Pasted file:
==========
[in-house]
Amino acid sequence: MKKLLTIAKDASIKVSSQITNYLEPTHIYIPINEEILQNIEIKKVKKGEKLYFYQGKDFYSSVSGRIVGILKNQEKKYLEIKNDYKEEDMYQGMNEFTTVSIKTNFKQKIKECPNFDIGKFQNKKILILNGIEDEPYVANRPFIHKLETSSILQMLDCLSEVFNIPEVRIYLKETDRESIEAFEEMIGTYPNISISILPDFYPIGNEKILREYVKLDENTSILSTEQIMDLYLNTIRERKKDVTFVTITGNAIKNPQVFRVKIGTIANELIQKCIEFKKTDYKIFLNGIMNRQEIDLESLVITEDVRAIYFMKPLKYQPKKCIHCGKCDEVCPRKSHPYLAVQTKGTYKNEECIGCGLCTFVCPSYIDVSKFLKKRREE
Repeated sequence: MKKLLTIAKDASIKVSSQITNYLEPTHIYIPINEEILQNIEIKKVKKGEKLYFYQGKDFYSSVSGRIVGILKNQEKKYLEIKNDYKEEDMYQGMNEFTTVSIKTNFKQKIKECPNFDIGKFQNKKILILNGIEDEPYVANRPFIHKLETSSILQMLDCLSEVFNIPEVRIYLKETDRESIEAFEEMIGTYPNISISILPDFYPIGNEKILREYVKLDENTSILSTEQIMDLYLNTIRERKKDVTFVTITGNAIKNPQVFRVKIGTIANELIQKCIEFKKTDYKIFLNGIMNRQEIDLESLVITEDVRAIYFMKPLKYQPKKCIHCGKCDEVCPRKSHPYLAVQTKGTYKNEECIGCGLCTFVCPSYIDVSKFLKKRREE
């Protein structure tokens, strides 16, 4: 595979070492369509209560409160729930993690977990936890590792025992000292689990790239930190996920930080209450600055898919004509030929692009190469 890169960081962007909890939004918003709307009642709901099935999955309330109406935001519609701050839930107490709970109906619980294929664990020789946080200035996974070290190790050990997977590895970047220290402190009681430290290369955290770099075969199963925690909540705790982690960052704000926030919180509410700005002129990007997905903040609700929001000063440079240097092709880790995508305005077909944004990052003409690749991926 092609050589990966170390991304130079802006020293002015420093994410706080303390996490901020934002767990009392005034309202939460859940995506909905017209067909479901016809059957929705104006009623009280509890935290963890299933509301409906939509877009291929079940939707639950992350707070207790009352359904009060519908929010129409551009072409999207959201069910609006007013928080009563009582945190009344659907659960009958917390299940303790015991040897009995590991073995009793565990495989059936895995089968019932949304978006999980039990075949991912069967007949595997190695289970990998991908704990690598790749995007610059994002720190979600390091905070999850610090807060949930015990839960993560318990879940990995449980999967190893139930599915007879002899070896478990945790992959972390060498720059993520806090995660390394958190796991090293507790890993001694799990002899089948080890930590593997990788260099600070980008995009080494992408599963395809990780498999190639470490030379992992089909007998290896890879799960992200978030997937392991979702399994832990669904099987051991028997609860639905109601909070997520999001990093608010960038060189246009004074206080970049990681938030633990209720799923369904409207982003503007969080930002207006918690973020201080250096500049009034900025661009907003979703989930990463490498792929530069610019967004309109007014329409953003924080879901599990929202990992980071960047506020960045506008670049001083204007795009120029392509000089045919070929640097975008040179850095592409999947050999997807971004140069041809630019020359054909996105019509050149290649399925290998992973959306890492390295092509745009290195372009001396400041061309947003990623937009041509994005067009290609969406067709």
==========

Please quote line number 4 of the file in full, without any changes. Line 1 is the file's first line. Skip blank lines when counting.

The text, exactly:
């Protein structure tokens, strides 16, 4: 595979070492369509209560409160729930993690977990936890590792025992000292689990790239930190996920930080209450600055898919004509030929692009190469 890169960081962007909890939004918003709307009642709901099935999955309330109406935001519609701050839930107490709970109906619980294929664990020789946080200035996974070290190790050990997977590895970047220290402190009681430290290369955290770099075969199963925690909540705790982690960052704000926030919180509410700005002129990007997905903040609700929001000063440079240097092709880790995508305005077909944004990052003409690749991926 092609050589990966170390991304130079802006020293002015420093994410706080303390996490901020934002767990009392005034309202939460859940995506909905017209067909479901016809059957929705104006009623009280509890935290963890299933509301409906939509877009291929079940939707639950992350707070207790009352359904009060519908929010129409551009072409999207959201069910609006007013928080009563009582945190009344659907659960009958917390299940303790015991040897009995590991073995009793565990495989059936895995089968019932949304978006999980039990075949991912069967007949595997190695289970990998991908704990690598790749995007610059994002720190979600390091905070999850610090807060949930015990839960993560318990879940990995449980999967190893139930599915007879002899070896478990945790992959972390060498720059993520806090995660390394958190796991090293507790890993001694799990002899089948080890930590593997990788260099600070980008995009080494992408599963395809990780498999190639470490030379992992089909007998290896890879799960992200978030997937392991979702399994832990669904099987051991028997609860639905109601909070997520999001990093608010960038060189246009004074206080970049990681938030633990209720799923369904409207982003503007969080930002207006918690973020201080250096500049009034900025661009907003979703989930990463490498792929530069610019967004309109007014329409953003924080879901599990929202990992980071960047506020960045506008670049001083204007795009120029392509000089045919070929640097975008040179850095592409999947050999997807971004140069041809630019020359054909996105019509050149290649399925290998992973959306890492390295092509745009290195372009001396400041061309947003990623937009041509994005067009290609969406067709």